Intuitive, attractive and functional design is the most powerful way for a store to stand out against the competition, grow and build customer satisfaction—and drive repeat business.
What kind of design? Marketing design, interior design or even fashion design? The answer is all three kinds of design are vitally important to the success of your store.
I am not a designer by trade or education, but I do notice and feel the effects of design everywhere. Recently, I took a vacation to Miami Beach and had the opportunity to stay at two different hotels: the Setai Miami Beach and the W South Beach. They are both upscale hotels, with very attractive designs and motifs, but they have completely different design concepts.
Feeling the Effects of Design
The W is about sharp edges, bright colors, white on most surfaces and boom-boom music playing around the grounds. The Setai uses muted tones and colors, soft edges, many quiet areas and relaxing music.
At the Setai, the experience on the beach was relaxing, and I was able to stay that way all day. When I was lying on the beach at the W, after a few hours, I started to feel visually tired and just a little tense. The Setai has beige beach umbrellas; the W has magenta and white ones. It occurred to me that the harsher colors of the W’s umbrellas were wearing me out and detracting from the experience. I just couldn’t keep looking at them.
If the color of beach umbrellas could affect my experience that much, then surely other aspects of design are equally, or maybe more, important. I thought back to when I opened my camera store in 2008. At that time, digital photography and Internet selling had virtually wiped out all the camera stores. Over a fifteen-year period, their number decreased from more than 10,000 to a few hundred, and there were very few still profitable.
Even those close to me thought I was crazy for opening a brand-new 5,000-square-foot retail camera superstore. However, my store was all about customer experience. I now can see clearly that a large part of that experience was centered on design. Within five years of our opening, we were one of the largest single-location camera stores in the country. I would call that a redesign and rebranding success.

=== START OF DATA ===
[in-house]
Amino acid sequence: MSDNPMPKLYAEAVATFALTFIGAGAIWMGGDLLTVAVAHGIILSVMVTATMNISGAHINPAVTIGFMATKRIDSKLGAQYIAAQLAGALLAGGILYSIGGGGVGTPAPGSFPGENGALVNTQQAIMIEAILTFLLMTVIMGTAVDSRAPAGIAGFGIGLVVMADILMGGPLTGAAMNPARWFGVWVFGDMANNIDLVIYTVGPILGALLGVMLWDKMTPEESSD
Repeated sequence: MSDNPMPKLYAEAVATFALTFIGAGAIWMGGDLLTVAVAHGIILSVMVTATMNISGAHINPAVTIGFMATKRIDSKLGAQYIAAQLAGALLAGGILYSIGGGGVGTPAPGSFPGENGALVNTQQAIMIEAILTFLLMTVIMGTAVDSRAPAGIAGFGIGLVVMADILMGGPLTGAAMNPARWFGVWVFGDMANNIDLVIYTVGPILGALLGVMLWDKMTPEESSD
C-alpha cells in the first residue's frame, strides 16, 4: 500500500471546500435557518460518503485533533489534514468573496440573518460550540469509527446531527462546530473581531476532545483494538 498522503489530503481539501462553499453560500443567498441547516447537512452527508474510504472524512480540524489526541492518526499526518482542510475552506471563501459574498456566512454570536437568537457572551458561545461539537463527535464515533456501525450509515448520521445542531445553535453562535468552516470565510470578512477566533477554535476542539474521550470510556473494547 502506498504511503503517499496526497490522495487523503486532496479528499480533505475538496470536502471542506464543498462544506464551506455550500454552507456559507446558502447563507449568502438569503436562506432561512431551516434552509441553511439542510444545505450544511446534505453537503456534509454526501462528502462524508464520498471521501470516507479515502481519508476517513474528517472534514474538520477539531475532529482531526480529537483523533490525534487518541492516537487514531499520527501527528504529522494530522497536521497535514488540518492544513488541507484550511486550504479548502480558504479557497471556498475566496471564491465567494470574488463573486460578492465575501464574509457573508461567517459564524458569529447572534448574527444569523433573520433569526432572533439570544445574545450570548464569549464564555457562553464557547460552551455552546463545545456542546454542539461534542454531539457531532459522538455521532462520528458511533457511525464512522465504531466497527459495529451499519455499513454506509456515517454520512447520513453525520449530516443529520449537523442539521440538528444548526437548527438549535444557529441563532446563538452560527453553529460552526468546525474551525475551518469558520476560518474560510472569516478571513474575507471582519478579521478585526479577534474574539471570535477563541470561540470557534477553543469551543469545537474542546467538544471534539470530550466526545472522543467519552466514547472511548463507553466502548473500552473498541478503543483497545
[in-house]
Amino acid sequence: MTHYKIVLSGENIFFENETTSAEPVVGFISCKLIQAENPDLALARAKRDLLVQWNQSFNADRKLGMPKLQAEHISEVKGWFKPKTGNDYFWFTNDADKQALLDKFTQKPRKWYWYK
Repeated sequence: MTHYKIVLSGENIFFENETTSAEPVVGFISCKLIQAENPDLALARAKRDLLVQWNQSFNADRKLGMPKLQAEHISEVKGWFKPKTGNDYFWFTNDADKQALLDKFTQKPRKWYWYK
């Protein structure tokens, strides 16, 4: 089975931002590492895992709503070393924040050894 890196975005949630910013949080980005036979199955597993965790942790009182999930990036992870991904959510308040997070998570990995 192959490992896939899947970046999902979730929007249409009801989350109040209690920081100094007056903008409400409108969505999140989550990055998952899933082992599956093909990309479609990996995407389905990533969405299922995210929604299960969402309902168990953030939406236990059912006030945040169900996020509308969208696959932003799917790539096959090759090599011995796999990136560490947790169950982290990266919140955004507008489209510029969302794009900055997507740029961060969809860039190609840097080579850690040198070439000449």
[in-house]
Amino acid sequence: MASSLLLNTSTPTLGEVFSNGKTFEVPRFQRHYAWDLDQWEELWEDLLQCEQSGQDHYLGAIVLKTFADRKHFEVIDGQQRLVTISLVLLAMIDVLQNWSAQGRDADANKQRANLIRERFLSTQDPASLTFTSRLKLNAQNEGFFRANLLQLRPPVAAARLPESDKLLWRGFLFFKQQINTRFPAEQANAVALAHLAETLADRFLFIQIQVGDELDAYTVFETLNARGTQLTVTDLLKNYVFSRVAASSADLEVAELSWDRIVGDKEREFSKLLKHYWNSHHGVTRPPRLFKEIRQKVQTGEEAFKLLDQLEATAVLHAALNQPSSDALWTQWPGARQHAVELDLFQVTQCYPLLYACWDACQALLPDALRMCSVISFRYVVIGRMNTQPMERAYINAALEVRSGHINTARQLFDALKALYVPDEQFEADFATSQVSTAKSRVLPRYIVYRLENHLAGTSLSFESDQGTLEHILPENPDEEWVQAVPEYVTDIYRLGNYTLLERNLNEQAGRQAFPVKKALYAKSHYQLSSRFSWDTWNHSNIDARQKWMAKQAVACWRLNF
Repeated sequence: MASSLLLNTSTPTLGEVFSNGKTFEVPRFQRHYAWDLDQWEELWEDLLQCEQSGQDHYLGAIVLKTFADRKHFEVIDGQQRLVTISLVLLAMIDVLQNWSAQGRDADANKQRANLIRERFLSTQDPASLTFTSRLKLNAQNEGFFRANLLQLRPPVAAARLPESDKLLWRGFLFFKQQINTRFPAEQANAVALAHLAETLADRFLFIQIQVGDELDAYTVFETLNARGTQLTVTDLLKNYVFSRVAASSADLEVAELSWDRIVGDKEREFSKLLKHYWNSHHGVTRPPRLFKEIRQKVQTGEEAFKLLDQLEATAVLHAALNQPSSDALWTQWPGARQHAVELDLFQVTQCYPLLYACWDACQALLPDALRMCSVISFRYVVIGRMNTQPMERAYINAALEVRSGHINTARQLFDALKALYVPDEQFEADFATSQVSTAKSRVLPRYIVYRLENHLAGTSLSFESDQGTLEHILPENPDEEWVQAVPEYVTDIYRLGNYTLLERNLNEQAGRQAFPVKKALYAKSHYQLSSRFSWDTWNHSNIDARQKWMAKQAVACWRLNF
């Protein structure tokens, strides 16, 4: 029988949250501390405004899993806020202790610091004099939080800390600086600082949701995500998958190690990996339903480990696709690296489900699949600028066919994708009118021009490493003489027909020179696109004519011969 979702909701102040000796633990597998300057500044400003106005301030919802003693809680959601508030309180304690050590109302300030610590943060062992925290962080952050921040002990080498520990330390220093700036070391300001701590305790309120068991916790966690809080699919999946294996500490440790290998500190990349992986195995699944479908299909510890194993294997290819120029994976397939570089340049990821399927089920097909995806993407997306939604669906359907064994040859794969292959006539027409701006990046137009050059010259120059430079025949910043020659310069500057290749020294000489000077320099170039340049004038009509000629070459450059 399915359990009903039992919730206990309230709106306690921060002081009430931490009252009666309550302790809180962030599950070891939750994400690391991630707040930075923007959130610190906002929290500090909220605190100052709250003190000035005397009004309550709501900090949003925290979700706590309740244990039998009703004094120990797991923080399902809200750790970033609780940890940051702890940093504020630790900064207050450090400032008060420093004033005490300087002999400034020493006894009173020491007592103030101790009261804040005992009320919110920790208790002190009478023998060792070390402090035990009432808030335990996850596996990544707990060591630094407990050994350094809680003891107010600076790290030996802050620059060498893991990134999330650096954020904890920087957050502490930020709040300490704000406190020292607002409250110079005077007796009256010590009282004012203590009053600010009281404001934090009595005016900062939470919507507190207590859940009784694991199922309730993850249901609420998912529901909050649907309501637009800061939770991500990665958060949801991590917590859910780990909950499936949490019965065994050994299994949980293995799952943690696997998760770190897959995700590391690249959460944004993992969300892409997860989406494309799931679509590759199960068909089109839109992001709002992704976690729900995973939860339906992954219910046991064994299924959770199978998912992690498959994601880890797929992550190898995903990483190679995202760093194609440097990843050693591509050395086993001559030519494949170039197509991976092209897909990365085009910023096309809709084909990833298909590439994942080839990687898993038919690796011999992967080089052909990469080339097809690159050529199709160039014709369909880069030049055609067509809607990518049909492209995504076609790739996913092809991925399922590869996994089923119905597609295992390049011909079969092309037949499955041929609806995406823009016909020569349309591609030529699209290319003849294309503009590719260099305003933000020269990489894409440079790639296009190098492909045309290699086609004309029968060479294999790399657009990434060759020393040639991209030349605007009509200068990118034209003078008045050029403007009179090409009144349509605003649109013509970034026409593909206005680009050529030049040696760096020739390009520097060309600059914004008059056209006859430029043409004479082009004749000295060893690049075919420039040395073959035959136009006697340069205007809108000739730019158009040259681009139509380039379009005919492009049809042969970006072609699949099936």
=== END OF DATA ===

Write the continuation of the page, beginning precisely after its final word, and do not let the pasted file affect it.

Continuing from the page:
Most of the camera stores to that point were small, town center or strip mall stores. They looked much like hardware stores, except replace the screwdrivers and screws with cameras and film. My store had 30-foot-high ceilings, bright lighting, and products merchandised and displayed like jewelry. So, was the build and redesign of the store’s interior the major factor in our success?
According to Maria Savina, principal interior designer at Blue Owl Design: “Yes, the interior redesign of your store was likely the most important factor in its success. Retail design can be an extremely powerful marketing force. People rarely remember the details in a store; they remember how it made them feel and the experience they had there. And that gets them to buy more and come back again.
“The exterior facade, window displays, interior design and merchandising must be both functional and deliver the story of the brand,” she adds. “You can manipulate the colors, forms and shapes of your design to deliver the brand image or message. If you think about an Apple Store or a Starbucks, you immediately visualize what their stores look like. You instantly get their brand message. I have had several retail clients’ store sales go up 50% or more after an interior store and exterior facade redesign.”